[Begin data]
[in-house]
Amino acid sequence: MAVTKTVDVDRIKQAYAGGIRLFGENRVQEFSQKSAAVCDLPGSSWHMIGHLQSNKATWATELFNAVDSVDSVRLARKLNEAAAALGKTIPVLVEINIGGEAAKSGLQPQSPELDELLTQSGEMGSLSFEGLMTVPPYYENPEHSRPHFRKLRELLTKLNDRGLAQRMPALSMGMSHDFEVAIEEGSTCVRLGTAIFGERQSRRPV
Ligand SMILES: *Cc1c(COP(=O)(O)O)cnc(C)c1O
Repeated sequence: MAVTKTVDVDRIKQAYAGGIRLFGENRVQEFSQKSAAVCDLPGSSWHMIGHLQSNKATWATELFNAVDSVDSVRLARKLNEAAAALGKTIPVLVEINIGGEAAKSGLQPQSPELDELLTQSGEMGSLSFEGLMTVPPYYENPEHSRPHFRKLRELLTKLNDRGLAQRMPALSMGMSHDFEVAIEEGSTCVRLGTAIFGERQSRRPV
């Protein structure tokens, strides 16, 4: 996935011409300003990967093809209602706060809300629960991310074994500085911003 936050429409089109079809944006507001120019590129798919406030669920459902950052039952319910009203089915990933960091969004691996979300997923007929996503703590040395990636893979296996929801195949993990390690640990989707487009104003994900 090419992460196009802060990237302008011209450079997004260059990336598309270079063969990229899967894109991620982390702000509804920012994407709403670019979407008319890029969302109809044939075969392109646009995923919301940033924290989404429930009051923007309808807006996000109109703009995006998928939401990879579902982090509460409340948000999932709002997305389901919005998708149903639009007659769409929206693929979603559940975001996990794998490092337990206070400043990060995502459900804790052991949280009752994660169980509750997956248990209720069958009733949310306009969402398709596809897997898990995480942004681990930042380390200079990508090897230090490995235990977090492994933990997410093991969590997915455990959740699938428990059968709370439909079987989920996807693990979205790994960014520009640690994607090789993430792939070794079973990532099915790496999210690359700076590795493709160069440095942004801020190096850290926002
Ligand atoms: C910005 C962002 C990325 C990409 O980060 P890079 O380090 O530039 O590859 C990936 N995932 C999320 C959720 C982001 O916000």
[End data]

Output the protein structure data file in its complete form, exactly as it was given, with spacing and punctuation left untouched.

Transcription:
[in-house]
Amino acid sequence: MAVTKTVDVDRIKQAYAGGIRLFGENRVQEFSQKSAAVCDLPGSSWHMIGHLQSNKATWATELFNAVDSVDSVRLARKLNEAAAALGKTIPVLVEINIGGEAAKSGLQPQSPELDELLTQSGEMGSLSFEGLMTVPPYYENPEHSRPHFRKLRELLTKLNDRGLAQRMPALSMGMSHDFEVAIEEGSTCVRLGTAIFGERQSRRPV
Ligand SMILES: *Cc1c(COP(=O)(O)O)cnc(C)c1O
Repeated sequence: MAVTKTVDVDRIKQAYAGGIRLFGENRVQEFSQKSAAVCDLPGSSWHMIGHLQSNKATWATELFNAVDSVDSVRLARKLNEAAAALGKTIPVLVEINIGGEAAKSGLQPQSPELDELLTQSGEMGSLSFEGLMTVPPYYENPEHSRPHFRKLRELLTKLNDRGLAQRMPALSMGMSHDFEVAIEEGSTCVRLGTAIFGERQSRRPV
């Protein structure tokens, strides 16, 4: 996935011409300003990967093809209602706060809300629960991310074994500085911003 936050429409089109079809944006507001120019590129798919406030669920459902950052039952319910009203089915990933960091969004691996979300997923007929996503703590040395990636893979296996929801195949993990390690640990989707487009104003994900 090419992460196009802060990237302008011209450079997004260059990336598309270079063969990229899967894109991620982390702000509804920012994407709403670019979407008319890029969302109809044939075969392109646009995923919301940033924290989404429930009051923007309808807006996000109109703009995006998928939401990879579902982090509460409340948000999932709002997305389901919005998708149903639009007659769409929206693929979603559940975001996990794998490092337990206070400043990060995502459900804790052991949280009752994660169980509750997956248990209720069958009733949310306009969402398709596809897997898990995480942004681990930042380390200079990508090897230090490995235990977090492994933990997410093991969590997915455990959740699938428990059968709370439909079987989920996807693990979205790994960014520009640690994607090789993430792939070794079973990532099915790496999210690359700076590795493709160069440095942004801020190096850290926002
Ligand atoms: C910005 C962002 C990325 C990409 O980060 P890079 O380090 O530039 O590859 C990936 N995932 C999320 C959720 C982001 O916000």